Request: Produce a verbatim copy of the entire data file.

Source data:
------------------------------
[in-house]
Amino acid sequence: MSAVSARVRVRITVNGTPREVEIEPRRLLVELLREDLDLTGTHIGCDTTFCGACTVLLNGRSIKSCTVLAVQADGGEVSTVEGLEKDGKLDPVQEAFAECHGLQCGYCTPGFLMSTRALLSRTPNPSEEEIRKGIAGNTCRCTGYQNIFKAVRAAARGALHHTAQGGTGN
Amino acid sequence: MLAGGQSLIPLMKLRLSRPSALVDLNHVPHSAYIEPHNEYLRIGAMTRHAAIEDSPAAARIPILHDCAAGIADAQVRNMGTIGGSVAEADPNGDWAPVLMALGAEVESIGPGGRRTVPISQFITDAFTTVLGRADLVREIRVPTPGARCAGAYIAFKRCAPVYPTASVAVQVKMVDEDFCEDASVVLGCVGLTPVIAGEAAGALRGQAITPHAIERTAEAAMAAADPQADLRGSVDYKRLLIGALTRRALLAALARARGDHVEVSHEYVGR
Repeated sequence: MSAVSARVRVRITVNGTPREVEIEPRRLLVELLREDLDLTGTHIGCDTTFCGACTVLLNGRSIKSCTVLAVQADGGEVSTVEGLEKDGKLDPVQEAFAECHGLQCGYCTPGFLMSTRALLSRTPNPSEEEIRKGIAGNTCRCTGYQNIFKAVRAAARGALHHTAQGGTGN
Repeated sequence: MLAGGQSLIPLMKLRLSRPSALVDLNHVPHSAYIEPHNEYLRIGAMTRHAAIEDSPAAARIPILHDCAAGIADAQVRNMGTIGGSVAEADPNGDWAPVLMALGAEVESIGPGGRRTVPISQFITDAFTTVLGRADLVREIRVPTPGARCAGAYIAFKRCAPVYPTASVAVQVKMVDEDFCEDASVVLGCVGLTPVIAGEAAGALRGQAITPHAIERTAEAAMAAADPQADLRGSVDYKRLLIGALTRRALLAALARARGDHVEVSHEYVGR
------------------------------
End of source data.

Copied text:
[in-house]
Amino acid sequence: MSAVSARVRVRITVNGTPREVEIEPRRLLVELLREDLDLTGTHIGCDTTFCGACTVLLNGRSIKSCTVLAVQADGGEVSTVEGLEKDGKLDPVQEAFAECHGLQCGYCTPGFLMSTRALLSRTPNPSEEEIRKGIAGNTCRCTGYQNIFKAVRAAARGALHHTAQGGTGN
Amino acid sequence: MLAGGQSLIPLMKLRLSRPSALVDLNHVPHSAYIEPHNEYLRIGAMTRHAAIEDSPAAARIPILHDCAAGIADAQVRNMGTIGGSVAEADPNGDWAPVLMALGAEVESIGPGGRRTVPISQFITDAFTTVLGRADLVREIRVPTPGARCAGAYIAFKRCAPVYPTASVAVQVKMVDEDFCEDASVVLGCVGLTPVIAGEAAGALRGQAITPHAIERTAEAAMAAADPQADLRGSVDYKRLLIGALTRRALLAALARARGDHVEVSHEYVGR
Repeated sequence: MSAVSARVRVRITVNGTPREVEIEPRRLLVELLREDLDLTGTHIGCDTTFCGACTVLLNGRSIKSCTVLAVQADGGEVSTVEGLEKDGKLDPVQEAFAECHGLQCGYCTPGFLMSTRALLSRTPNPSEEEIRKGIAGNTCRCTGYQNIFKAVRAAARGALHHTAQGGTGN
Repeated sequence: MLAGGQSLIPLMKLRLSRPSALVDLNHVPHSAYIEPHNEYLRIGAMTRHAAIEDSPAAARIPILHDCAAGIADAQVRNMGTIGGSVAEADPNGDWAPVLMALGAEVESIGPGGRRTVPISQFITDAFTTVLGRADLVREIRVPTPGARCAGAYIAFKRCAPVYPTASVAVQVKMVDEDFCEDASVVLGCVGLTPVIAGEAAGALRGQAITPHAIERTAEAAMAAADPQADLRGSVDYKRLLIGALTRRALLAALARARGDHVEVSHEYVGR